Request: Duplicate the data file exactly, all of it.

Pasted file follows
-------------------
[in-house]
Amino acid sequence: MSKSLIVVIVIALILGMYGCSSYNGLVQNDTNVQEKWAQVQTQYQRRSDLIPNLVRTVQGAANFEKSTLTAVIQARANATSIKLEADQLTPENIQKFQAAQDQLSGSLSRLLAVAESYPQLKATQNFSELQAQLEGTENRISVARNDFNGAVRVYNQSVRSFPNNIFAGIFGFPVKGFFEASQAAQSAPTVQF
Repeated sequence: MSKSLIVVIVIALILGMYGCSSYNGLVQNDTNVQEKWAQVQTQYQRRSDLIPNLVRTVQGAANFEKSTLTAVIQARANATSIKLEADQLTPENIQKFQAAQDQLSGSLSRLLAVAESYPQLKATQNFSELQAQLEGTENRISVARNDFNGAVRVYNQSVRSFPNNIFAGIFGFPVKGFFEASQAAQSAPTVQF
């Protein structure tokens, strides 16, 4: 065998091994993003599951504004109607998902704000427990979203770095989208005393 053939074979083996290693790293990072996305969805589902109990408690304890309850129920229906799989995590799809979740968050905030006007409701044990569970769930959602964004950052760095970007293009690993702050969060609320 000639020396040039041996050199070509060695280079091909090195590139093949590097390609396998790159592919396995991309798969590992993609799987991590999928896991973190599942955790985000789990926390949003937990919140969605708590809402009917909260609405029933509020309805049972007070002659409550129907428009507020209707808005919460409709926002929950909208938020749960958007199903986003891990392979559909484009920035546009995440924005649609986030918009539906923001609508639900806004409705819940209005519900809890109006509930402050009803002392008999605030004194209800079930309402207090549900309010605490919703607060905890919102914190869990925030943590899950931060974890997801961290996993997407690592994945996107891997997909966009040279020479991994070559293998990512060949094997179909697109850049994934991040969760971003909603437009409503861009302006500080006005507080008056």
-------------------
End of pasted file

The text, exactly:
[in-house]
Amino acid sequence: MSKSLIVVIVIALILGMYGCSSYNGLVQNDTNVQEKWAQVQTQYQRRSDLIPNLVRTVQGAANFEKSTLTAVIQARANATSIKLEADQLTPENIQKFQAAQDQLSGSLSRLLAVAESYPQLKATQNFSELQAQLEGTENRISVARNDFNGAVRVYNQSVRSFPNNIFAGIFGFPVKGFFEASQAAQSAPTVQF
Repeated sequence: MSKSLIVVIVIALILGMYGCSSYNGLVQNDTNVQEKWAQVQTQYQRRSDLIPNLVRTVQGAANFEKSTLTAVIQARANATSIKLEADQLTPENIQKFQAAQDQLSGSLSRLLAVAESYPQLKATQNFSELQAQLEGTENRISVARNDFNGAVRVYNQSVRSFPNNIFAGIFGFPVKGFFEASQAAQSAPTVQF
């Protein structure tokens, strides 16, 4: 065998091994993003599951504004109607998902704000427990979203770095989208005393 053939074979083996290693790293990072996305969805589902109990408690304890309850129920229906799989995590799809979740968050905030006007409701044990569970769930959602964004950052760095970007293009690993702050969060609320 000639020396040039041996050199070509060695280079091909090195590139093949590097390609396998790159592919396995991309798969590992993609799987991590999928896991973190599942955790985000789990926390949003937990919140969605708590809402009917909260609405029933509020309805049972007070002659409550129907428009507020209707808005919460409709926002929950909208938020749960958007199903986003891990392979559909484009920035546009995440924005649609986030918009539906923001609508639900806004409705819940209005519900809890109006509930402050009803002392008999605030004194209800079930309402207090549900309010605490919703607060905890919102914190869990925030943590899950931060974890997801961290996993997407690592994945996107891997997909966009040279020479991994070559293998990512060949094997179909697109850049994934991040969760971003909603437009409503861009302006500080006005507080008056």